Quattro Passi London

34 Dover Street, London, W1S 4NG, United Kingdom

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This is the London branch of the Amalfi Coast restaurant Quattro Passi, which currently holds two Michelin stars. The London branch opened in February 2014, and is a large venue able to seat 100 customers at the same time in its L shaped dining room. A private member’s club is located in the basement. Executive chef Antonio Mellino is overseeing the kitchen and has actually moved to London with his family. He plans to return to his restaurant in Italy during the summer, leaving in charge Alessandro Tomolino, who recently worked at Locanda Locatelli but in the past worked with Mr Mellino in Italy.

The wine list had over 400 labels, primarily Italian but with coverage of the top French regions as well as a smattering of other wines. The list was ambitiously priced, the cheapest wine £50, and with a high proportion of the list over £100. Examples included Hawks Crest Cabernet Sauvignon 2008 at £55 for a wine that you can find in the high street for £13, Jermann Vintage Tunina 2011 at £85 for a wine that retails at £34, and Massolino Vigna Rionda 2006 at £135 for a wine that will set you back around £71 in a shop. Ornellaia 1996 was £450 compared to a retail price of £138, and Aldo Canterno Gran Bussia 2005 Barolo was £440 for a wine that costs £259 retail. Food prices were firmly in the upper end of Mayfair territory, with antipasta dishes £18-£40, intermediate courses £16 - £42, main courses £28 - £50 and desserts £18 - £22. There was a six course tasting menu at £125. Ingredients are shipped over from Italy three times a week.

Bread was made from scratch in the kitchen rather than being bought in, with a selection of rolls, flatbreads and grissini. Some flatbread had slightly odd texture but the grissini and rolls were pleasant; nicest was a warm white bread with a filling of tomato and basil (15/20). 

The meal began with a tartare of Fassone beef with artichoke, a little Parmesan and olive oil. This was very pleasant though a touch bland in flavour compared to a traditional tartare; some bolder seasoning would have helped; the beef itself was very good (15/20).

This was followed by a salad of artichoke, prawns and cuttlefish, wiith olive oil, a grapefruit dressing and a garnish of twisted flatbread. This was excellent, the cuttlefish tender, the prawn sweet and the dressing having a little acidity to balance the dish (16/20). Pumpkin soup had at its centre a trio of large Sicilian prawns. These were lovely, sweet and very tender, served with little amaretti and a garnish of squid ink grissini (16/20).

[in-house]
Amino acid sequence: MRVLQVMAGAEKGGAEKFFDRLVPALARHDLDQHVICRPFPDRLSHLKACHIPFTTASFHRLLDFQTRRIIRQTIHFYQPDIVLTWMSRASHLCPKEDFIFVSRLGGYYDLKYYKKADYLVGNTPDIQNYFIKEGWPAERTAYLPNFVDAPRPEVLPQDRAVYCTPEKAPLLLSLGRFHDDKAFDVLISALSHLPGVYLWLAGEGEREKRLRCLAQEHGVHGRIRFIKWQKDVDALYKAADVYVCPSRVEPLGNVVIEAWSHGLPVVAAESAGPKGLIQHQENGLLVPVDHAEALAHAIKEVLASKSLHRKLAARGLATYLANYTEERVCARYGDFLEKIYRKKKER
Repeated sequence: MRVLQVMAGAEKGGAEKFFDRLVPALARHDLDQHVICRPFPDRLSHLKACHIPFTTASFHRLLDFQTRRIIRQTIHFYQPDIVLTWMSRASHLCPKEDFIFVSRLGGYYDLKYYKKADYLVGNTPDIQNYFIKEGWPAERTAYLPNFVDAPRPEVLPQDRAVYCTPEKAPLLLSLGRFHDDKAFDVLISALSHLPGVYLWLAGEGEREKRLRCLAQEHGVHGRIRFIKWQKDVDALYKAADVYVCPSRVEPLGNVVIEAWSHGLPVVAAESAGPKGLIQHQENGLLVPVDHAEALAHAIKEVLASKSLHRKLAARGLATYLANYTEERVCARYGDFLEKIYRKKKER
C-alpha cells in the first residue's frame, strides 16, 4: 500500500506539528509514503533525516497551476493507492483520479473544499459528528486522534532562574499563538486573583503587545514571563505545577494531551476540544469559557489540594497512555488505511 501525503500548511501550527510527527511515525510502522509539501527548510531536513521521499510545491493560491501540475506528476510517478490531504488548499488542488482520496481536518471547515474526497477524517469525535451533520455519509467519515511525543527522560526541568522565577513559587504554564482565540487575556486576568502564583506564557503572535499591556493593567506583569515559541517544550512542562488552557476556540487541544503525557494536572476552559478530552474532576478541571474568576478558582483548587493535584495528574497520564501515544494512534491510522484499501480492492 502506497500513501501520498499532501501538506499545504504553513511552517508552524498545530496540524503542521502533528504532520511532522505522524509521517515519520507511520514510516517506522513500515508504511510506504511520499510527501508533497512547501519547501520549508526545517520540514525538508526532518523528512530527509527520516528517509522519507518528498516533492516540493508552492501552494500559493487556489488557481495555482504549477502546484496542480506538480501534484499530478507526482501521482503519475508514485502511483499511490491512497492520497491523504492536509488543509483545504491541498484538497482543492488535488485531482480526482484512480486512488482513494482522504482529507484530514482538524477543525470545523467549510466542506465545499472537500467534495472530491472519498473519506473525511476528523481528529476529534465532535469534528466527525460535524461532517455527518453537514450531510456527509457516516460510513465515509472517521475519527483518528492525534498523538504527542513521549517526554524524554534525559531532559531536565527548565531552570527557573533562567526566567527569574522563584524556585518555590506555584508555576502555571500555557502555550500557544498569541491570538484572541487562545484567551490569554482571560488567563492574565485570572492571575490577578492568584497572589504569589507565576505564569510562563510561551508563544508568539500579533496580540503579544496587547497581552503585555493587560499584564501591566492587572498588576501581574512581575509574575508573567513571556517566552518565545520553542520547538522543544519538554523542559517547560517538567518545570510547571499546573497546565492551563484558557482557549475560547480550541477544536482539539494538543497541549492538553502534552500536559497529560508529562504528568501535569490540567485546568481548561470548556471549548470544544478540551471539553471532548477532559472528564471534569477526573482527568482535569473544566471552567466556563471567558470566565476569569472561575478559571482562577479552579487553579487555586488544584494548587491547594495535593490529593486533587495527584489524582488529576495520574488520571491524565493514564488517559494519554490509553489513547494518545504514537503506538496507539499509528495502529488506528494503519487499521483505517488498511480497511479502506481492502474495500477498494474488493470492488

Linguine with crab and green apple featured slightly al dente pasta with very good texture, the crab and apple nicely balanced (16/20). This was followed by linguine with courgette, Parmesan and herbs, the pasta very good and the courgette having quite good flavour despite the time of year (16/20). A final pasta dish was an unusual one: a mix of traditional Campagne pastas with peas, black truffle and a little chilli. The spicy hit was welcome and lifted a dish that might otherwise have been a little bland (16/20).

Sarago is a white fish found in the Mediterranean, served here with squid, courgette sauce and tomato powder. The fish itself had good flavour, though the squid was not the most tender I have eaten (15/20). The final savoury course was a lamb cutlet coated in breadcrumbs and deep-fried, served with mange tout, green beans and carrots. This was a rich, hearty dish, the vegetables rather unexceptional in flavour (15/20).

Pre-dessert was a selection of sorbets: lemon, orange, mixed herb and strawberry. I am hazy as to where the strawberries came from in February, but the lemons were definitely from Amalfi, and this sorbet had superb flavour due to the high quality lemon (16/20). A tiramisu with a little chocolate sauce was superb, with deep coffee flavour, rich and delicious (18/20). Double espresso was made from a blend of Arabica and robusta coffee. Service was excellent, friendly and attentive. Overall the food here was good, the cooking careful and using some unusual ingredients, albeit at a high price point. A key question will be whether the restaurant can maintain the standard all the year round, particularly during the time when Mr Mellino is based in Italy.

Further reviews: 11th Mar 2014

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